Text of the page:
Automobiles

Rolls-Royce Dawn and Wraith bid farewell to America this year

These models will continue to be sold globally through 2023.

Eight years after its debut, the Wraith still has mega presence.
Daniel Golson/Roadshow

The sun will soon set on the Rolls-Royce Dawn and Wraith. These large, luxurious two-doors will be phased out over the next few years, with US production ending after 2021, the automaker confirmed Tuesday.

Rolls-Royce will focus on the models that use the company's dedicated Architecture of Luxury platform: the Cullinan, Ghost and Phantom. The Dawn and Wraith use the F01 platform borrowed from Rolls' parent company, BMW, which underpinned the last-generation 7 Series sedan. Rolls-Royce says the Dawn and Wraith were never designed to move over to the Architecture of Luxury.

Rolls-Royce says that, due to regulatory issues, 2021 will be the last model year for the Dawn and Wraith in the US. For the rest of the world, production is expected to continue through 2023.

The Wraith coupe was first introduced at the 2013 Geneva Motor Show and went on sale later that year. It joined the Phantom Coupe as the company's second two-door model, but shared its underpinnings with the last-generation Ghost sedan. The Wraith was powered by a 6.6-liter twin-turbo V12 engine, making a healthy 624 horsepower and 590 pound-feet of torque. The engine was later updated to offer 605 lb-ft.

A Black Badge version of the Wraith joined the lineup in 2016, with a more powerful version of the V12 engine that made 642 lb-ft of torque. As its name suggests, the Black Badge was all about removing the brightwork and giving the Wraith a more sinister appearance. A sport driving mode -- accessed via the "Low" button on the gear lever -- also put a little more pep in the Black Badge's step, with more aggressive shift mapping for the eight-speed automatic transmission.

"Even when launching from 0 to 60 mph in 4.4 seconds, the Wraith feels relaxed, never brutal or even particularly loud," reviews editor Antuan Goodwin said of the Wraith Black Badge in 2020. "This is simply what it does -- effortless speed."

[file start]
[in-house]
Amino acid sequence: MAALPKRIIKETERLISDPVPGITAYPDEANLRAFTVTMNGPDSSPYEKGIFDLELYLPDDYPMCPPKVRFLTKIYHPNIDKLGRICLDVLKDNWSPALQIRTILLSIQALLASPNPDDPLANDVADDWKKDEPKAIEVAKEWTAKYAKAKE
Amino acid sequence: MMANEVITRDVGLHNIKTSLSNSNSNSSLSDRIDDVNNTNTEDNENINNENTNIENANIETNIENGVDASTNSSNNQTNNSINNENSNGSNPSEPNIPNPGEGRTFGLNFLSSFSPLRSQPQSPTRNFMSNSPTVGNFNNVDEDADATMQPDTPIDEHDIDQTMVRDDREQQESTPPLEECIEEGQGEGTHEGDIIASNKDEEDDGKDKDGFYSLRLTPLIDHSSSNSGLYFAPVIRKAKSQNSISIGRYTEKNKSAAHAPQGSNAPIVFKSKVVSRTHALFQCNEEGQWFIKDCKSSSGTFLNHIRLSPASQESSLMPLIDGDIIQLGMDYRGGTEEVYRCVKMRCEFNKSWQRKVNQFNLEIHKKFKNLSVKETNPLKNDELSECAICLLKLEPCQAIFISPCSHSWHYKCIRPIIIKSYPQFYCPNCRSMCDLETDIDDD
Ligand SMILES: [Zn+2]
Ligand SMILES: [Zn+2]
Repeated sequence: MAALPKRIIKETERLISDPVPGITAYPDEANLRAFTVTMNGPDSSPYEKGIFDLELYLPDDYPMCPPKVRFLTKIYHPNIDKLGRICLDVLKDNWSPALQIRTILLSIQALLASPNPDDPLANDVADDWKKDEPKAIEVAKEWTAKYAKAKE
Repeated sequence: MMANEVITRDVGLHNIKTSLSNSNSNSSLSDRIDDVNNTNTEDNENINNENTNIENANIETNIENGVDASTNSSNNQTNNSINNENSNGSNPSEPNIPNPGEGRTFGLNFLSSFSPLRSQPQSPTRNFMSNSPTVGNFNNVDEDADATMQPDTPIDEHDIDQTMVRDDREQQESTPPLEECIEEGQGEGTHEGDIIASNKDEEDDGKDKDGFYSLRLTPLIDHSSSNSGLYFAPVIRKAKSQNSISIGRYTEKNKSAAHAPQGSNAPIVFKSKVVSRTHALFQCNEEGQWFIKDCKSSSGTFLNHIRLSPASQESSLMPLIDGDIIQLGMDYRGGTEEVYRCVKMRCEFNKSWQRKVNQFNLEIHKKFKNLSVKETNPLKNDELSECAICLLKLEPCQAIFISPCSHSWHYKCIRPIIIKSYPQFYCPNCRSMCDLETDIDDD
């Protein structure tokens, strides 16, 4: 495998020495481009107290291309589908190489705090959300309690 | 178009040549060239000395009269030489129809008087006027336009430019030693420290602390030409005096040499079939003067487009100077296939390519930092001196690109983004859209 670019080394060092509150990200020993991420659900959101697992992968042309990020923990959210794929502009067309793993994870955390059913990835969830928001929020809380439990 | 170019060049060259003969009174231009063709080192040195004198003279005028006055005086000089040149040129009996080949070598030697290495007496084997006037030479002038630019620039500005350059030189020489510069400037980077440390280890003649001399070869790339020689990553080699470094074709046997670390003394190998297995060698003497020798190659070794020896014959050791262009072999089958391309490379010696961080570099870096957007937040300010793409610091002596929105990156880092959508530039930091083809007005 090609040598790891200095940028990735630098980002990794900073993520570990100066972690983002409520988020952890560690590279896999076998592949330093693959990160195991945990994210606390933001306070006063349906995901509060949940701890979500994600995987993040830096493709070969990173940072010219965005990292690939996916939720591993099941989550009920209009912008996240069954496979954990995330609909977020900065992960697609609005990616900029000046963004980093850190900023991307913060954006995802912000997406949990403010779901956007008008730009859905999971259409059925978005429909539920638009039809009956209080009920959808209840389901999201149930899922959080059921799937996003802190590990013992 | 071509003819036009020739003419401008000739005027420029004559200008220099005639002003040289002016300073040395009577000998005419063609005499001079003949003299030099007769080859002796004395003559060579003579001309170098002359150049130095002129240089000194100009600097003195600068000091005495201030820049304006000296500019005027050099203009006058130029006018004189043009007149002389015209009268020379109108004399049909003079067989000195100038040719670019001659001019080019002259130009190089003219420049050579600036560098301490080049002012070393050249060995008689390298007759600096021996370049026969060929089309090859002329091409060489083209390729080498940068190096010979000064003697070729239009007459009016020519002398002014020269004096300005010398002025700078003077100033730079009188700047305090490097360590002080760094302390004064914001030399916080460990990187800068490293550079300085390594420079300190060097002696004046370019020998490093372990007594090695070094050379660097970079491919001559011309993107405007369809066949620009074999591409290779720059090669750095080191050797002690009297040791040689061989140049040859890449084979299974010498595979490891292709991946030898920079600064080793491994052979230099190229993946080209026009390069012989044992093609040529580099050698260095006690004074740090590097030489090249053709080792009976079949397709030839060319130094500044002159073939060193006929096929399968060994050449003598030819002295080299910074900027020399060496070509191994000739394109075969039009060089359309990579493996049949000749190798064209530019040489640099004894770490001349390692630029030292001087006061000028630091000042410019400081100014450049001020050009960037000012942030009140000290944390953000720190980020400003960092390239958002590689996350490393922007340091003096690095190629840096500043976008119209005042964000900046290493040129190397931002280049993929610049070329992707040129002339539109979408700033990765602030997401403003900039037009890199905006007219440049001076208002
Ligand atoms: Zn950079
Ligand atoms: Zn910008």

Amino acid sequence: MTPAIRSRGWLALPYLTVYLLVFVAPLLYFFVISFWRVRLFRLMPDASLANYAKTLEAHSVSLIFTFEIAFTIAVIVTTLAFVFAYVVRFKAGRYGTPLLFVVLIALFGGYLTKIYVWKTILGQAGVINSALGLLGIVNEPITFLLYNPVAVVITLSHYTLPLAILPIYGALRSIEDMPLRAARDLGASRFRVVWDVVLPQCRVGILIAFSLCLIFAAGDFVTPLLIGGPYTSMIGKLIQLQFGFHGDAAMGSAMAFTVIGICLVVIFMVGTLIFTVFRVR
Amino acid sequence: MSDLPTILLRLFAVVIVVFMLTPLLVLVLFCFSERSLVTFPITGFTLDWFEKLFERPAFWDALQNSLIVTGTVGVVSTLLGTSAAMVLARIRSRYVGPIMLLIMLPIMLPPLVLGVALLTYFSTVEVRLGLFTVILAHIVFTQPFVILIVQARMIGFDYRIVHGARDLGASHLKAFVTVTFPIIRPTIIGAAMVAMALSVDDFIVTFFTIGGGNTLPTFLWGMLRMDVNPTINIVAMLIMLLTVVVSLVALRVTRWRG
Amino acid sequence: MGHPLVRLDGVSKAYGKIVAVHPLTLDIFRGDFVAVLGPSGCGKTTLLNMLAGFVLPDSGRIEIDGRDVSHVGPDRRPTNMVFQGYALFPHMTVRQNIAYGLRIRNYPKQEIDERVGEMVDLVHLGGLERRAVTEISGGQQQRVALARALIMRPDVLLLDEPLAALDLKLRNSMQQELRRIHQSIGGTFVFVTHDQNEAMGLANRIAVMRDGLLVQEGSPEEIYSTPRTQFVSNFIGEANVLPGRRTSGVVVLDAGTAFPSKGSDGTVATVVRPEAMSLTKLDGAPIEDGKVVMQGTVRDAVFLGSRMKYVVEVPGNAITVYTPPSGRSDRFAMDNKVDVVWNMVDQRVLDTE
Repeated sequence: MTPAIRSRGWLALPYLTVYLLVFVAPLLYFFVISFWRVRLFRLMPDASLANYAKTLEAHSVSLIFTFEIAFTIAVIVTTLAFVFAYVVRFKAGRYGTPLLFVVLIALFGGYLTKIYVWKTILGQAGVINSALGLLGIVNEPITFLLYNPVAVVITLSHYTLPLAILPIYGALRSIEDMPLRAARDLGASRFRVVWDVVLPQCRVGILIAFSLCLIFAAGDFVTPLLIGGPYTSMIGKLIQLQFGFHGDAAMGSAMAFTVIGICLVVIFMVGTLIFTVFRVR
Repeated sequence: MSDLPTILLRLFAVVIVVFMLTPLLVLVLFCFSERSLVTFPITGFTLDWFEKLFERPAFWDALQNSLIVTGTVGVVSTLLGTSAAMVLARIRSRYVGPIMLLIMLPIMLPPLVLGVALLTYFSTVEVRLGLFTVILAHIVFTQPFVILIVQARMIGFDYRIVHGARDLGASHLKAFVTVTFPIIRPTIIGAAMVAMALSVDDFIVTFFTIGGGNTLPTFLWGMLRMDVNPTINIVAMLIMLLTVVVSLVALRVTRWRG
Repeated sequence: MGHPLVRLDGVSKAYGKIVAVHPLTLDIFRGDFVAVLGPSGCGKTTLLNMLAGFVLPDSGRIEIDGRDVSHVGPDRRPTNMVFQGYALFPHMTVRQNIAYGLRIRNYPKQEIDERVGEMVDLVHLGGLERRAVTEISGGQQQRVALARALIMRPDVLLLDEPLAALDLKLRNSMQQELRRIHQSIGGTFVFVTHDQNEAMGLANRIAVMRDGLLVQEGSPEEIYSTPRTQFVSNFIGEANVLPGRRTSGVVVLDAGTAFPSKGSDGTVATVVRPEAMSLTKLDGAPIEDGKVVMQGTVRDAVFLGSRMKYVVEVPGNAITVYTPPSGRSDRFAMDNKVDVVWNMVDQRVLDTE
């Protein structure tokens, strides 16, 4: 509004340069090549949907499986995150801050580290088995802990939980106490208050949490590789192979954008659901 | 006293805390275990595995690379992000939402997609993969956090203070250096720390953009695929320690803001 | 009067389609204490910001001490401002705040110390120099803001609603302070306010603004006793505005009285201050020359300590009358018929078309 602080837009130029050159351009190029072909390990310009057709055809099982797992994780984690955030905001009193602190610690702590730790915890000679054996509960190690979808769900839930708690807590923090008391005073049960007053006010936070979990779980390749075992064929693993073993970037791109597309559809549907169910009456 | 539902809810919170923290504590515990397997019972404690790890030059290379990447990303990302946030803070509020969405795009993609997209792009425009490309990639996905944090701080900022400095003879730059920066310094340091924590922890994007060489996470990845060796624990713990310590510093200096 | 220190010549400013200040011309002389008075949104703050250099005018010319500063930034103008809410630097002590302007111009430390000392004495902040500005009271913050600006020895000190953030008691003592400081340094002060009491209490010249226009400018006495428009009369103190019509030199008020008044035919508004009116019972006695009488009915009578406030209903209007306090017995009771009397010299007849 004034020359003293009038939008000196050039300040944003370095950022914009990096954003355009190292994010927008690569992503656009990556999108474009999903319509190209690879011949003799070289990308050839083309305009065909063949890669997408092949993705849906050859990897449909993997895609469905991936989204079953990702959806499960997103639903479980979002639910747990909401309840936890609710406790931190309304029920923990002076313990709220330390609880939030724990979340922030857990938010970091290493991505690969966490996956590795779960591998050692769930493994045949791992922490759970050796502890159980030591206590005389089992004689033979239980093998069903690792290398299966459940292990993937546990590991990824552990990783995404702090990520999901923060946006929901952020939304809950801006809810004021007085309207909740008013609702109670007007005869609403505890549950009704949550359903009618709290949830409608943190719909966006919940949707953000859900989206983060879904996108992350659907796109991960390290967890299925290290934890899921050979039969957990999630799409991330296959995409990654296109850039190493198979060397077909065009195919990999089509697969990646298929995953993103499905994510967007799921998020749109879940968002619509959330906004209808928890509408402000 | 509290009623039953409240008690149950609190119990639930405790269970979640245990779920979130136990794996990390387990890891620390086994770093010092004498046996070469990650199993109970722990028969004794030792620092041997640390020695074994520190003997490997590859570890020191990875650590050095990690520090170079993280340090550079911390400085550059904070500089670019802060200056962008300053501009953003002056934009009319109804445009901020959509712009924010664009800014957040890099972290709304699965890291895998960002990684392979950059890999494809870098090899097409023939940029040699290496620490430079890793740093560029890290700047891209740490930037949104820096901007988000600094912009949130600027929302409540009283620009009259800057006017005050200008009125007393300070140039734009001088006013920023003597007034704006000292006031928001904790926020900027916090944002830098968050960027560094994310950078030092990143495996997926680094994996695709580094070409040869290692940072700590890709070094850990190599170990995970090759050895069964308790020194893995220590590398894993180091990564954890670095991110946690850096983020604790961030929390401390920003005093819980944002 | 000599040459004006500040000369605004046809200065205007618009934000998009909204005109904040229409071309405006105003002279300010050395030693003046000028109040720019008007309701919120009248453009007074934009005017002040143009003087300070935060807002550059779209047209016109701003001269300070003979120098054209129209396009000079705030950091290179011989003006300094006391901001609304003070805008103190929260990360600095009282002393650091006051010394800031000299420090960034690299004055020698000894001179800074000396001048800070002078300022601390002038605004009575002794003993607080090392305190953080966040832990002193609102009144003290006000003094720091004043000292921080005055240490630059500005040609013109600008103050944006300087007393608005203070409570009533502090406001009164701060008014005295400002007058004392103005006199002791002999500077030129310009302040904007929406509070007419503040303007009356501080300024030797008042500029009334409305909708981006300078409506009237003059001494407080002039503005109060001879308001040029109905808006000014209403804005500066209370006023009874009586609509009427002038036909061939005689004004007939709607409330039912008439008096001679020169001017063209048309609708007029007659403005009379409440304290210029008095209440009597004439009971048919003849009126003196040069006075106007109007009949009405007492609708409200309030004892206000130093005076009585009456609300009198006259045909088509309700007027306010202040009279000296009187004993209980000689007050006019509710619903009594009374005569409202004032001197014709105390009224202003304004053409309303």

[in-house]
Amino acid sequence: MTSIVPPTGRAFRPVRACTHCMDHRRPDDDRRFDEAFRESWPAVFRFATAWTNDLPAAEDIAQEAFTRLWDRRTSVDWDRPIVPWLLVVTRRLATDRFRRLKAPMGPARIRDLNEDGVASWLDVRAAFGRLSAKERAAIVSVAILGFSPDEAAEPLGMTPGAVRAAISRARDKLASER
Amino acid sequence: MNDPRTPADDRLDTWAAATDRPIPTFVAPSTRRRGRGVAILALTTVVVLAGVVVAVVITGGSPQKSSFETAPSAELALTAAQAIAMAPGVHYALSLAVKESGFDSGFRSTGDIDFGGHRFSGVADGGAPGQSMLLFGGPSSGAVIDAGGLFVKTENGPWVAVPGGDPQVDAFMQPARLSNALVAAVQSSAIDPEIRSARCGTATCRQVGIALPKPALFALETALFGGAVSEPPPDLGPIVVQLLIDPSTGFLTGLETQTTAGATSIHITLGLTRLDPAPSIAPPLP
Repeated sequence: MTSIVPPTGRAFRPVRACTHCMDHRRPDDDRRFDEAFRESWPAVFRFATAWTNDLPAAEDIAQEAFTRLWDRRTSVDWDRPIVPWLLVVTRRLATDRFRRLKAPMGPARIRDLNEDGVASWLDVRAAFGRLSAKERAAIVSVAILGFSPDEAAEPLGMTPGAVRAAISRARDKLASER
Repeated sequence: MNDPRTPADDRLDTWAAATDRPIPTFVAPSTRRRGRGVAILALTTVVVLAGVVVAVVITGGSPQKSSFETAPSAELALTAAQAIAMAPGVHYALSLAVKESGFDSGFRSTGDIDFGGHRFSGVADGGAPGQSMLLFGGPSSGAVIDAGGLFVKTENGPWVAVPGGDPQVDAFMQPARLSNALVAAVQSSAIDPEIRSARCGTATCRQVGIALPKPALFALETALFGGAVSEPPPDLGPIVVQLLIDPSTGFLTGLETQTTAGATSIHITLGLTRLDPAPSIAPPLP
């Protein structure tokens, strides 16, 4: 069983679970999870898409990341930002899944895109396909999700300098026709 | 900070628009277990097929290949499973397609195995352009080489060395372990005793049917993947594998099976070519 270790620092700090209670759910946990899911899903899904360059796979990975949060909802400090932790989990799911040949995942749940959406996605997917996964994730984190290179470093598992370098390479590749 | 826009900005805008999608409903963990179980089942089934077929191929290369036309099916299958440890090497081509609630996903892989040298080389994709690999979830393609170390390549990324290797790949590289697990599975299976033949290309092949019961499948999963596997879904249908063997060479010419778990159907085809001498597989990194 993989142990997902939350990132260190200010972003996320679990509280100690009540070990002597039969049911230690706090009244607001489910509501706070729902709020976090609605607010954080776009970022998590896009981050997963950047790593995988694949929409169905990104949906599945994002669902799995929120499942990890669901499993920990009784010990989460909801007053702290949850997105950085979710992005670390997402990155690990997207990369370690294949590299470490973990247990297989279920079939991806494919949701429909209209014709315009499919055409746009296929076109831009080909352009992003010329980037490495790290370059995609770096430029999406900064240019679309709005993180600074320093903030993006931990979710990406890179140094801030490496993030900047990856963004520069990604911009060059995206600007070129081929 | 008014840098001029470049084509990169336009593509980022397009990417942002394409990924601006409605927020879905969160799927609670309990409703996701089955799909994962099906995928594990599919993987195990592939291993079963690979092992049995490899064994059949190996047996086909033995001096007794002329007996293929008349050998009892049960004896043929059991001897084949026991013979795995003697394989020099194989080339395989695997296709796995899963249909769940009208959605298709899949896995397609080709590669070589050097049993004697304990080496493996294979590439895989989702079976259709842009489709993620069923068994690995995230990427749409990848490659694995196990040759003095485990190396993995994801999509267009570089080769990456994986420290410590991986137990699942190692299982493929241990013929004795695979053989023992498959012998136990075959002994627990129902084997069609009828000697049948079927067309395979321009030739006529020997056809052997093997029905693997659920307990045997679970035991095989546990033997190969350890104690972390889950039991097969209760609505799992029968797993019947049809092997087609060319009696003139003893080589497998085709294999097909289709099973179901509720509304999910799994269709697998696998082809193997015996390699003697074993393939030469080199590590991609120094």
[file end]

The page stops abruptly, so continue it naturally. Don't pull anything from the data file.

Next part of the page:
"The keyword when it comes to the Wraith is 'effortless'," says social media editor Daniel Golson, who recently spent a weekend driving a 2021 Wraith Black Badge. "Despite its size and the general nervousness that comes with driving a nearly $500,000 car, the Wraith is easy to drive, even on tight LA city streets. It's powerful and quick as hell, the ride quality is impeccable, the interior is cosseting and isolating, and the super light and direct steering is unlike any other car's -- you can literally steer with just a pinky finger. Plus, almost a decade on, the Wraith still looks damn good."

Following the Wraith, Rolls-Royce introduced the Dawn convertible in 2015, ahead of the first deliveries in 2016. Technically a convertible counterpart to the Wraith, the Dawn was actually quite different -- 80% of its body panels were different from the Wraith's. The grille used a different design and the front bumper was extended by 2 inches. Power came from the same twin-turbo V12 as the Wraith, but most recently had 563 hp and 605 lb-ft.

Like the Wraith, the Dawn received the Black Badge treatment, as well, with power increasing to 593 hp and 620 lb-ft. But even so, as reviews editor Emme Hall pointed out when she first tested this convertible in 2016, "The Dawn is meant for cruising, and it does that amazingly well."

In addition to the standard and Black Badge versions, Rolls-Royce offered a number of limited-edition models, not to mention a whole bunch of bespoke creations for wealthy clients. Some of our favorites in recent years include the neon Black Badges and pastel collection. There's something about that salmon-colored Dawn that just... works.

What's the future hold for Rolls-Royce's two-door models? The company's keeping tight-lipped for now. A spokesperson told us Rolls-Royce has "lots of new things coming down the pipeline," and that the discontinuation of the Dawn and Wraith are not indicative of decreased demand for Rolls-Royce products. Quite the contrary, in fact -- through the first quarter of 2021, Rolls-Royce delivered 1,380 vehicles, a 62% increase over the same period in 2020.

It's unlikely that Rolls-Royce will soldier on without some sort of coupe or convertible in its stable, and we can't wait to see what's in store.